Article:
Douglas County will prioritize improving air quality after the transportation master plan and an amendment were approved unanimously by the planning commission Oct. 21. Peter Bierbaum, a planning …
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Douglas County will prioritize improving air quality after the transportation master plan and an amendment were approved unanimously by the planning commission Oct. 21.
Peter Bierbaum, a planning commission board member, brought up the need to add an emphasis on improving air quality during the commission's review. Although this was already listed as a goal in the plan, Bierbaum's amendment added language to reinforce the intention.
“I think we are finally stuck at a point where fuel efficiency alone does not result in improvement in air quality,” he said in the meeting. “We will have to look to other strategies and emerging technologies.”
Including the amendment will encourage the planning staff to do more with regards to air quality than the plan would if left with more generic language, said Steve Koster, assistant director of planning services.
“We still have air quality issues and so keeping open to considering other methods of managing air quality is something that … he (Bierbaum) wanted to make sure was called out more clearly,” he said.
There are two main ways the planning team can work on these improvements: through land use planning and traffic engineering, he said.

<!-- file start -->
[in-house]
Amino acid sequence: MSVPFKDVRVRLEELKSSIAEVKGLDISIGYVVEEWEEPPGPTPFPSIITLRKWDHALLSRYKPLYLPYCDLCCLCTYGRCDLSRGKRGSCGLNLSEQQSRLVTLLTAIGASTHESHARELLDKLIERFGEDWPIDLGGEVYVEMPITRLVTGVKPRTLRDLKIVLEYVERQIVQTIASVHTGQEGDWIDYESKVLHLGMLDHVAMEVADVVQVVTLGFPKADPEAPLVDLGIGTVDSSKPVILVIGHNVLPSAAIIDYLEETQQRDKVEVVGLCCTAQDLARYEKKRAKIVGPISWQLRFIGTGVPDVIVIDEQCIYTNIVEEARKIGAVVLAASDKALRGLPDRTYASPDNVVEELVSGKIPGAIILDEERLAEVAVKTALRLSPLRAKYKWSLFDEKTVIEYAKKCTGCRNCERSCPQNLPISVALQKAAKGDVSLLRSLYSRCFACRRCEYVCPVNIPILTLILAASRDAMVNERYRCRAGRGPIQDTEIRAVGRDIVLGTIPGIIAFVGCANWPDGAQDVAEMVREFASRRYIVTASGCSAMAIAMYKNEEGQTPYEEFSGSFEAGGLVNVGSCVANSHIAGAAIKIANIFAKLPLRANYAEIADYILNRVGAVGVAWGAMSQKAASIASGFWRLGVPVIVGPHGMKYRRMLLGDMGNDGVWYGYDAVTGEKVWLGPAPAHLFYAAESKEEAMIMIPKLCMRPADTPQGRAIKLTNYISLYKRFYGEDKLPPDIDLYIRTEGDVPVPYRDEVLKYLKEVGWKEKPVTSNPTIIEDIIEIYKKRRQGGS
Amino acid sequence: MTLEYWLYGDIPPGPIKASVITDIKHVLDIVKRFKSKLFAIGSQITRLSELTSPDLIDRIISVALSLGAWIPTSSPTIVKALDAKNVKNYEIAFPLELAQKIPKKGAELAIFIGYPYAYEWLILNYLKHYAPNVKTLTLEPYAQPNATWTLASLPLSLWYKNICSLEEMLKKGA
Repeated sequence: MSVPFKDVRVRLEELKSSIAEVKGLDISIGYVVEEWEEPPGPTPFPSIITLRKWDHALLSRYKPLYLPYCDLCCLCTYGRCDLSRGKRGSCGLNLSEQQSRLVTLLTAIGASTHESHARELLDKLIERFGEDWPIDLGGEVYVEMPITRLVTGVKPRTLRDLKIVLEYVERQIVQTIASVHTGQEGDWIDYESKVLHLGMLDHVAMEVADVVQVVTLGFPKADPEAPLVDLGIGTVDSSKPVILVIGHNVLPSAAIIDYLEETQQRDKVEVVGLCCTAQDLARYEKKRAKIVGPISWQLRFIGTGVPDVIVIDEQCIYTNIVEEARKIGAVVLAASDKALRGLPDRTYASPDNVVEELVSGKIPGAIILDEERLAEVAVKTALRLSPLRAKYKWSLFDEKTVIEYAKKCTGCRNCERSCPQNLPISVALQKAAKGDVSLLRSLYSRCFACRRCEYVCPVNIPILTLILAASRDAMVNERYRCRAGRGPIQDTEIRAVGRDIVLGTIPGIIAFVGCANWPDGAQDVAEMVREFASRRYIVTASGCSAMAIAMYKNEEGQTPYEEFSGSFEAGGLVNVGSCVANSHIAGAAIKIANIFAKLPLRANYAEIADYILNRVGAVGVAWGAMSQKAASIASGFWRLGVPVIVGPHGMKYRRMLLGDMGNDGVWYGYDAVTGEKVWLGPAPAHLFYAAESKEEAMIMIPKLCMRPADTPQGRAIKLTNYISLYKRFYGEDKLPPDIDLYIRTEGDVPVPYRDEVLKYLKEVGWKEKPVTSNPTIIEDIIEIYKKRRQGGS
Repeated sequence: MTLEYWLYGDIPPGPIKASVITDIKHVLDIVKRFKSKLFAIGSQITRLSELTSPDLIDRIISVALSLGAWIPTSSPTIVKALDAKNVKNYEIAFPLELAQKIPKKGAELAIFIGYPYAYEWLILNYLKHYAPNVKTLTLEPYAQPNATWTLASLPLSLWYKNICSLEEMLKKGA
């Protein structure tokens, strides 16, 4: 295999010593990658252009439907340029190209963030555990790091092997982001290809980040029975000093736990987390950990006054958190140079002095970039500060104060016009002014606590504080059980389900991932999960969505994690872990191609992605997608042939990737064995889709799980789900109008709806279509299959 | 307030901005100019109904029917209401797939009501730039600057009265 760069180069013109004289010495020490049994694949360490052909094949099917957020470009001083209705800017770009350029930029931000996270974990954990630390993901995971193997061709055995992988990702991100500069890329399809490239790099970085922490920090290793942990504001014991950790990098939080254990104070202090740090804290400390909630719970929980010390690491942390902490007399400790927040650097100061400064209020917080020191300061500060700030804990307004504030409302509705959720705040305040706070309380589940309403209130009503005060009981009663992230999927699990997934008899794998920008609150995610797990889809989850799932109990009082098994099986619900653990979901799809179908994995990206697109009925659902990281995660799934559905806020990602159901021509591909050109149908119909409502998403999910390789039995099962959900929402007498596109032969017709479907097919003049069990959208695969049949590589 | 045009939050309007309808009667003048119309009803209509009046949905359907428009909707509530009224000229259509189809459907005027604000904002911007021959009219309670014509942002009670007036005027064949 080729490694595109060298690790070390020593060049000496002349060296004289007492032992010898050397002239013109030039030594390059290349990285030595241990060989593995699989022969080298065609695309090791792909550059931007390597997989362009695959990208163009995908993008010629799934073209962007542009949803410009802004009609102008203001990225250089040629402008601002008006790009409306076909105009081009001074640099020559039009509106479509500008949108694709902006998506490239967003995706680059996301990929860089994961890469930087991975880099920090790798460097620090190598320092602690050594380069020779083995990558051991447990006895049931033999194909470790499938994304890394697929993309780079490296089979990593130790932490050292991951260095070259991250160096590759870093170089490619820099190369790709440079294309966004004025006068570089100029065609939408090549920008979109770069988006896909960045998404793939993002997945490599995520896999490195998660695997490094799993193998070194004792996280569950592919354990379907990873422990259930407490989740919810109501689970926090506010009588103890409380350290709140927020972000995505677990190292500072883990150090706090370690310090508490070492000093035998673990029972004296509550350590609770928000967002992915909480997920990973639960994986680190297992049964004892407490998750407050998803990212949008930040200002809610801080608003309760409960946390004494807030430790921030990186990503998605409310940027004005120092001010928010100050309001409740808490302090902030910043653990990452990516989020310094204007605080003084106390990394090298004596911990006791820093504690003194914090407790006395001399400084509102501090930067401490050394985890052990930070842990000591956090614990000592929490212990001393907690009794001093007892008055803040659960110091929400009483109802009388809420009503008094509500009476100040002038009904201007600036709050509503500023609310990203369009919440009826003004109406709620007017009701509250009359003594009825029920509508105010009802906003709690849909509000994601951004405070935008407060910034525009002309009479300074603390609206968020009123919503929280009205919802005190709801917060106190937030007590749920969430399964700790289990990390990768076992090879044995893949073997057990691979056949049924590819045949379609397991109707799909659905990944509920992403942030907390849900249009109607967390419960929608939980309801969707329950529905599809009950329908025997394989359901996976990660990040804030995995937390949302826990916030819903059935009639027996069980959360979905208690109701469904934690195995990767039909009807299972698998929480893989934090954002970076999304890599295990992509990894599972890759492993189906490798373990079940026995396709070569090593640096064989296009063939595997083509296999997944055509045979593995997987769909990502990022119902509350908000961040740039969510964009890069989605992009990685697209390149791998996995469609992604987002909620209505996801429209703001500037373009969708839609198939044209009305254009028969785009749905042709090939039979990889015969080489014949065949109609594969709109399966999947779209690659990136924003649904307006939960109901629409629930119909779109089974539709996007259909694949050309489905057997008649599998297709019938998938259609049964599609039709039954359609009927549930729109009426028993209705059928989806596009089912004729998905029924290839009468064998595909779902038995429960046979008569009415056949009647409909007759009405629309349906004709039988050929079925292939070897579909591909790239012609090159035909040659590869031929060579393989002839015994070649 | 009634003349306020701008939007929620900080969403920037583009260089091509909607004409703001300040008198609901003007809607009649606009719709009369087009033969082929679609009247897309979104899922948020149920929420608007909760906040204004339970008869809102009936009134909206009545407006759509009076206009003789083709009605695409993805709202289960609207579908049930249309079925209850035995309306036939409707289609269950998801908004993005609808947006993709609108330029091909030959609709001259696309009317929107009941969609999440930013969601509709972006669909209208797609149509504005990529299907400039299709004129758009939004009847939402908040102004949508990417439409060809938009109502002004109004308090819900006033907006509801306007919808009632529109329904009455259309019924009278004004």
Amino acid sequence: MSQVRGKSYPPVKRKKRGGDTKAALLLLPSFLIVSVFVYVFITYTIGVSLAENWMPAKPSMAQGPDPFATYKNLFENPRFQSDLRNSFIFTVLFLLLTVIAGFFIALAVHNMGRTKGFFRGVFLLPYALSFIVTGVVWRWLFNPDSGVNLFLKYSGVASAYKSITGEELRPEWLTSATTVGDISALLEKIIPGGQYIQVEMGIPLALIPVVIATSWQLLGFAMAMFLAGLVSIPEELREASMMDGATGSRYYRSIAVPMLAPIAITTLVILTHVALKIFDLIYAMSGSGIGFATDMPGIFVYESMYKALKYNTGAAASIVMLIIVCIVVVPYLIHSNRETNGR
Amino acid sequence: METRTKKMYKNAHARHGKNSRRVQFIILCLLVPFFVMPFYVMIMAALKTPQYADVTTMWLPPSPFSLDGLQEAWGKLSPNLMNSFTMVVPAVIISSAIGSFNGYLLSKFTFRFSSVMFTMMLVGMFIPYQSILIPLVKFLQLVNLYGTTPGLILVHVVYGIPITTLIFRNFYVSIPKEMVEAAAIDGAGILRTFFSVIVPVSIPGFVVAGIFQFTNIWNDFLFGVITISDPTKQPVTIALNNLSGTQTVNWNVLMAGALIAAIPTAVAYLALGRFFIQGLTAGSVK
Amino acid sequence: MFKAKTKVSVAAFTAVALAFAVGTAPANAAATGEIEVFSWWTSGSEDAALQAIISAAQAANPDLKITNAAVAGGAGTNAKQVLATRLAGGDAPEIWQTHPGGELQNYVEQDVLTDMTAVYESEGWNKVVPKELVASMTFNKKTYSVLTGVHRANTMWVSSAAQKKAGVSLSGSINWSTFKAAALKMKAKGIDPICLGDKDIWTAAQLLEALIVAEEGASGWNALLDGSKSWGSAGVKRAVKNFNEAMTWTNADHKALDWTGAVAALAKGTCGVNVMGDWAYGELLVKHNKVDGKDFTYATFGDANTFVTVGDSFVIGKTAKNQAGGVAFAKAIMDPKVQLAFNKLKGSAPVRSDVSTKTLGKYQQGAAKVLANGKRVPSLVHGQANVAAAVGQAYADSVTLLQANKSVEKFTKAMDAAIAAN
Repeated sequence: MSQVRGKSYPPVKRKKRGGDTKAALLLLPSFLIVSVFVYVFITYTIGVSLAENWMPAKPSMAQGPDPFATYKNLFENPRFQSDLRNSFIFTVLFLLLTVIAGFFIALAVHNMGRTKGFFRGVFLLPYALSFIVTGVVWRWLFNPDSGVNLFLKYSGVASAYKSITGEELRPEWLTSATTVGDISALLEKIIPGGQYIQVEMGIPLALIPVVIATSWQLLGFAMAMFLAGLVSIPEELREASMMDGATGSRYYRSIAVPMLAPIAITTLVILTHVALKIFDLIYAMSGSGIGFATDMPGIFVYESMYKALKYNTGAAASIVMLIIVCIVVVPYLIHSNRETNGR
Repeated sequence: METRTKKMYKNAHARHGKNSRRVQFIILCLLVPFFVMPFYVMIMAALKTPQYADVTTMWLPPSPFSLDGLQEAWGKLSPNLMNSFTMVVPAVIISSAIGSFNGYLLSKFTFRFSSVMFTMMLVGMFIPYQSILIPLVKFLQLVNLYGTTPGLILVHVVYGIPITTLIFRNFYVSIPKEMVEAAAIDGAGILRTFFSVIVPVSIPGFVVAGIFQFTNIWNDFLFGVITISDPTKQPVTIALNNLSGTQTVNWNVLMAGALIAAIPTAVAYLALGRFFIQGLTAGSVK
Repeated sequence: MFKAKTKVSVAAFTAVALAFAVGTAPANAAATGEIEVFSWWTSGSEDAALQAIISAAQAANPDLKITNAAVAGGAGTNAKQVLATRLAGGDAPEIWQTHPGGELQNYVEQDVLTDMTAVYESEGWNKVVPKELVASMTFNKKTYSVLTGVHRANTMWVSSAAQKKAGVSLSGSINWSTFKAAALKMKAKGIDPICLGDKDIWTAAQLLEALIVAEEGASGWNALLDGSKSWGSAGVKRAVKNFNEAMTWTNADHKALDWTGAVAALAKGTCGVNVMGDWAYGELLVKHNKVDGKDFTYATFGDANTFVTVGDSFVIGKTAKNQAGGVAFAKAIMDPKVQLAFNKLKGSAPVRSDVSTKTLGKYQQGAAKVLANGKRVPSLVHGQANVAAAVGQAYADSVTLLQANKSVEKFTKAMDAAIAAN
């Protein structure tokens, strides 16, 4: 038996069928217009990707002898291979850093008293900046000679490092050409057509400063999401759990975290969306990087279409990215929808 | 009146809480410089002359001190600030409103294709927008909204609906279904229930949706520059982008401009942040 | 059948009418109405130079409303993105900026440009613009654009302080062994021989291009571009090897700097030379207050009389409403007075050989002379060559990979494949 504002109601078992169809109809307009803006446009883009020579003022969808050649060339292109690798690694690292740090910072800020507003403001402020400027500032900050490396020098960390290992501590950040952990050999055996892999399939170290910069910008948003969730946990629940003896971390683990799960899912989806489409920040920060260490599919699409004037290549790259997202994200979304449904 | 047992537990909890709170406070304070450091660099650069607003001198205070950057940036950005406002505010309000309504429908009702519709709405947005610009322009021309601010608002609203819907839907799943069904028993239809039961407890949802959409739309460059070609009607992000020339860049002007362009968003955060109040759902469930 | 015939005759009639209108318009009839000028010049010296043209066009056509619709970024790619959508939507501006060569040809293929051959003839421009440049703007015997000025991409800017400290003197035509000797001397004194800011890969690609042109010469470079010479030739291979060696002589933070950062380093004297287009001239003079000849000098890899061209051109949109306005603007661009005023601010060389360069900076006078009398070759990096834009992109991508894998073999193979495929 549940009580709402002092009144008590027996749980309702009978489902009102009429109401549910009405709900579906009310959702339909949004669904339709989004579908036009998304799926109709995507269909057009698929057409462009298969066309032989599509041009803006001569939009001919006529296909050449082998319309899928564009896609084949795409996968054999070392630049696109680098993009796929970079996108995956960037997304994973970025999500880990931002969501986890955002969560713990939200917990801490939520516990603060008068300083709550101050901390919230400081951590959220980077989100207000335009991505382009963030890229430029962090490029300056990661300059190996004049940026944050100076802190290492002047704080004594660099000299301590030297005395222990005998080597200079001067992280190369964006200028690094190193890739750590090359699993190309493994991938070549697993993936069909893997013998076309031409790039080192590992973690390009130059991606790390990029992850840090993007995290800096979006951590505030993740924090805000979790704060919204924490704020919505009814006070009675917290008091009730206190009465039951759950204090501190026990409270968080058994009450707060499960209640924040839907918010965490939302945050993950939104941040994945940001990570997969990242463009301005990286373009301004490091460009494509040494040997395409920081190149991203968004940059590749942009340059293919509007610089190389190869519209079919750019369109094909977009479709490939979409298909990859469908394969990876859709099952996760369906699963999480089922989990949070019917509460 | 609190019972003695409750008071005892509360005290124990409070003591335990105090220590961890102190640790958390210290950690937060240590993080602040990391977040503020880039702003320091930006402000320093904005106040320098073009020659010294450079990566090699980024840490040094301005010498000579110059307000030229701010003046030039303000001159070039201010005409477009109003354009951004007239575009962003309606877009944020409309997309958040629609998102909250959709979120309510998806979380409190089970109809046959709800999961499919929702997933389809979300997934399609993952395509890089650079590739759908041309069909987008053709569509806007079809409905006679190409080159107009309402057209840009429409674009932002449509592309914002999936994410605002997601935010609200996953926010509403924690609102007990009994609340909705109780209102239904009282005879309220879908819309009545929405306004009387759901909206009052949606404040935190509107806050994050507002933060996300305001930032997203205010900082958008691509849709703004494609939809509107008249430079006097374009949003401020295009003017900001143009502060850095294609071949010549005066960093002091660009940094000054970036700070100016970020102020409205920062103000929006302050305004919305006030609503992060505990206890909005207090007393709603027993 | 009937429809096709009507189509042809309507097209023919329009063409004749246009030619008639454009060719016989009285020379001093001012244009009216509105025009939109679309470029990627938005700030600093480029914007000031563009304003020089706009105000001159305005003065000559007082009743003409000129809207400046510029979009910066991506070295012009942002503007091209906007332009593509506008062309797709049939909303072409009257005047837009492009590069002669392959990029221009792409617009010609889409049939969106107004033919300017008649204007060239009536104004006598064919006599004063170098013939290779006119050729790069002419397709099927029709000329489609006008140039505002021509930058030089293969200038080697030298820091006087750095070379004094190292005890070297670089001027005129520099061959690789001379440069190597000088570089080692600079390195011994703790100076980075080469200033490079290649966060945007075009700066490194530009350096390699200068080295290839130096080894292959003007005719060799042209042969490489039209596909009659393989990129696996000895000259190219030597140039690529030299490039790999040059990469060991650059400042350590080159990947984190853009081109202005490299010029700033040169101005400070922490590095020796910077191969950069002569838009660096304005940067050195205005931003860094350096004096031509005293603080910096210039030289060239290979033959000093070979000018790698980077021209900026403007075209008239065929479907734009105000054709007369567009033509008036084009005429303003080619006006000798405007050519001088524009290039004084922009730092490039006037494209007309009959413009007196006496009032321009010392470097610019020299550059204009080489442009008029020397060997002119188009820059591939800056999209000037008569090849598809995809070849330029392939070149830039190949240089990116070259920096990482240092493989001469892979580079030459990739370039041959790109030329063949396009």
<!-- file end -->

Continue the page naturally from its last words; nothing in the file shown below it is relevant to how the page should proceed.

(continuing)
For land planning, they work to reduce how many miles people have to travel every day. That means making sure citizens have nearby services, such as schools.
The other way to improve air quality is through traffic improvements, which includes working to keep traffic flowing as quickly as possible, Koster said.
“If a car is efficient but it's idling, that efficiency isn't doing much good,” he said.
In August, the Environmental Protection Agency proposed changing the Denver area from “moderate” to “severe” in terms of attainment for air quality requirements under the Clean Air Act.
That's because the Denver area has been failing to meet national standards, according to an EPA release.
The EPA is now evaluating public comments, which were accepted until mid-September, and will decide on the status by the end of the year, a spokesperson said.
“Air quality is an important consideration for the Douglas County government and residents,” Koster said.
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